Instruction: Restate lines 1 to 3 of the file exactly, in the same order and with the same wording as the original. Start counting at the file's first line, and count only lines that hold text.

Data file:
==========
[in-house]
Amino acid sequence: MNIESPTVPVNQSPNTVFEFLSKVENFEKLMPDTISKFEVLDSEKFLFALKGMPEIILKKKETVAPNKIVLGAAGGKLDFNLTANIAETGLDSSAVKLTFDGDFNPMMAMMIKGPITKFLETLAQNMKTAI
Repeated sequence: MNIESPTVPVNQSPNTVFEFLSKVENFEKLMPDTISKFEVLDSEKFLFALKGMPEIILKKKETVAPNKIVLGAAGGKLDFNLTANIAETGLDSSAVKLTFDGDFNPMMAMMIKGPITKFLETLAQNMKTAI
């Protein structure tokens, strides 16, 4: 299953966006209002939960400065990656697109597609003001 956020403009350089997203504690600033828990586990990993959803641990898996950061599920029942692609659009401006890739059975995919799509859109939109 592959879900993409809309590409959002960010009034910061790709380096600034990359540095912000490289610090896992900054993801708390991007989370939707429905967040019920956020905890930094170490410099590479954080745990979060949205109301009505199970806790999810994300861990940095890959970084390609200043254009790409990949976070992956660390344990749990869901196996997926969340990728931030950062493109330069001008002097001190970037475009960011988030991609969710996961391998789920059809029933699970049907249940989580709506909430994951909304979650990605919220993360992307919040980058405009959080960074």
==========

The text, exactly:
[in-house]
Amino acid sequence: MNIESPTVPVNQSPNTVFEFLSKVENFEKLMPDTISKFEVLDSEKFLFALKGMPEIILKKKETVAPNKIVLGAAGGKLDFNLTANIAETGLDSSAVKLTFDGDFNPMMAMMIKGPITKFLETLAQNMKTAI
Repeated sequence: MNIESPTVPVNQSPNTVFEFLSKVENFEKLMPDTISKFEVLDSEKFLFALKGMPEIILKKKETVAPNKIVLGAAGGKLDFNLTANIAETGLDSSAVKLTFDGDFNPMMAMMIKGPITKFLETLAQNMKTAI